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DOI: http://dx.doi.org/10.7551/978-0-262-33936-0-ch004
Page 16
First published July 1 2016

Why development matters to (artificial) life: Lessons from human babies

Linda Smith

Abstract (Excerpt)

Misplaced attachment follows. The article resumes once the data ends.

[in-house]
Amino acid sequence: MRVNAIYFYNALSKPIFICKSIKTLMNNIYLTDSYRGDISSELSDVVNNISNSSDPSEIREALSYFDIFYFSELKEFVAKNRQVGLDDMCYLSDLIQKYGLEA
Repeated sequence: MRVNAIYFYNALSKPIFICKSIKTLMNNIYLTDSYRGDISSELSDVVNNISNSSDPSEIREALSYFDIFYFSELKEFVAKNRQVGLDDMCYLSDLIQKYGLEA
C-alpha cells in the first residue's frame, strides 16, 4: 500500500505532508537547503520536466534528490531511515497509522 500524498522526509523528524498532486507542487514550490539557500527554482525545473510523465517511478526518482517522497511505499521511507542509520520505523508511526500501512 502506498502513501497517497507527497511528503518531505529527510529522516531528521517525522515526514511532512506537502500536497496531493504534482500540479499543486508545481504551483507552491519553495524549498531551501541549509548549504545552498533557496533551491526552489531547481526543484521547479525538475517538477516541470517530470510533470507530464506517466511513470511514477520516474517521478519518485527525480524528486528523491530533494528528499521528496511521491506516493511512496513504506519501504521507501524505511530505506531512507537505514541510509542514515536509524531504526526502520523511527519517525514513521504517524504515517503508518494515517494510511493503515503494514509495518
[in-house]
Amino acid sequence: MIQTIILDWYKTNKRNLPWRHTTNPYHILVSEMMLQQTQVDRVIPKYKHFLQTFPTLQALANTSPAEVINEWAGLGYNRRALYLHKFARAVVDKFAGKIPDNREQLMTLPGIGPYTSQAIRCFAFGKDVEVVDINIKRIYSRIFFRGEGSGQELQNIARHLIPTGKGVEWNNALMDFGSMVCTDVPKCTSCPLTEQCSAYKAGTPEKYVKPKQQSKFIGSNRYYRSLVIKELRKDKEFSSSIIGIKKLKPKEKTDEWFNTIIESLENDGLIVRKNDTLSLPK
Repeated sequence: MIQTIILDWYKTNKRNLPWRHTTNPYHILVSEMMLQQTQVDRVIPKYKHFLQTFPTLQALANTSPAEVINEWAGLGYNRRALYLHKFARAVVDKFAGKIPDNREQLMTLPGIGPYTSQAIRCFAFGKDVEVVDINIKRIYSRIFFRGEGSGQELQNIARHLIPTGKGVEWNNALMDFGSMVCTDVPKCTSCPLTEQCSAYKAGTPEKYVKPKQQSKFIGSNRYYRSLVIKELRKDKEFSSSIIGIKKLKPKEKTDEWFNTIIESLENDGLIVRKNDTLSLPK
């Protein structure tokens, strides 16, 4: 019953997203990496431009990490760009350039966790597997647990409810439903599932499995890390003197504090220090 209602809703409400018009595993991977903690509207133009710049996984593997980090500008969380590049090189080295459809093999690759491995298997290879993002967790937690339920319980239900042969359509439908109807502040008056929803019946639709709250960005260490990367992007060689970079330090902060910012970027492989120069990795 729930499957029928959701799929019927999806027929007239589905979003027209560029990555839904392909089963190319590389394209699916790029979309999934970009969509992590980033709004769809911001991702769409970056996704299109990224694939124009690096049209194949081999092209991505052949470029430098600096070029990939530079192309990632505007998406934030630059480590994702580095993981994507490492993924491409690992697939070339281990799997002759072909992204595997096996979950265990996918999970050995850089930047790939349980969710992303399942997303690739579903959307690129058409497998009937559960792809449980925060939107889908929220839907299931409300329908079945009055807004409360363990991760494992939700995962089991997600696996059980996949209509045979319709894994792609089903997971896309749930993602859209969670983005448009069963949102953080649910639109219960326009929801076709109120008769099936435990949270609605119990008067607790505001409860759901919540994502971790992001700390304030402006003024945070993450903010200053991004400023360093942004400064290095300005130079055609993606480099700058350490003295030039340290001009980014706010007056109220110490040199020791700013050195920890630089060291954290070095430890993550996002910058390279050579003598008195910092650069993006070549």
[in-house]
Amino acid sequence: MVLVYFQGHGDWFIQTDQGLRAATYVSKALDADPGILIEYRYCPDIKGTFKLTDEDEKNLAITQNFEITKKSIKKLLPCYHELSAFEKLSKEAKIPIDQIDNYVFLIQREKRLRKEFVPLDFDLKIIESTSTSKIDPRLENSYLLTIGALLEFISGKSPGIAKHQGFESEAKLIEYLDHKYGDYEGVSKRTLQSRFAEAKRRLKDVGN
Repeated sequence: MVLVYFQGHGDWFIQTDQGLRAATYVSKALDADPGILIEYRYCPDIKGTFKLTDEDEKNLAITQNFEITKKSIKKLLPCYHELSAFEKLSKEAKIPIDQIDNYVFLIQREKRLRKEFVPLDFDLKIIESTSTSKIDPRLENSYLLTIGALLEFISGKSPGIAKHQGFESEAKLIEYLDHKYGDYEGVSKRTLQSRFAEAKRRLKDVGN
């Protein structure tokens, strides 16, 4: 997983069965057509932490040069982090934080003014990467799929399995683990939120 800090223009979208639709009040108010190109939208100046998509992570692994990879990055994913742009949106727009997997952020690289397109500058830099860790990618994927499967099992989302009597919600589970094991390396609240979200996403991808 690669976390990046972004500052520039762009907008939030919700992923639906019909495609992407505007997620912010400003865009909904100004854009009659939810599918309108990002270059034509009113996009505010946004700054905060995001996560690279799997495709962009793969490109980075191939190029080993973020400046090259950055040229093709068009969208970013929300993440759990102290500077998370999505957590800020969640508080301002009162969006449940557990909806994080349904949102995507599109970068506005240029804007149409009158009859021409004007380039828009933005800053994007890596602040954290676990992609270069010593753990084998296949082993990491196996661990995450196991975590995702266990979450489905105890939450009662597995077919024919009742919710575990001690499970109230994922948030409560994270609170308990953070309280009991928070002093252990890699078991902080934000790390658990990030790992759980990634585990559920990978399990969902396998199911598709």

Why do living forms develop? Development, like evolution and culture, is a process that creates complexity by accumulating change. At any moment, the developing agent is a product of all previous developments, and any new change begins with and must build on those previous developments. Biological systems that are flexibly smart have relatively long periods of immaturity. Why is this? This talk will consider answers to this question using evidence from the first two years of life of human infants. The core ideas are that an adaptive system that can succeed in varied and novel contexts is slow does not settle too fast; develops new mechanisms of change and learning processes over the life time; develops in a series of different environments.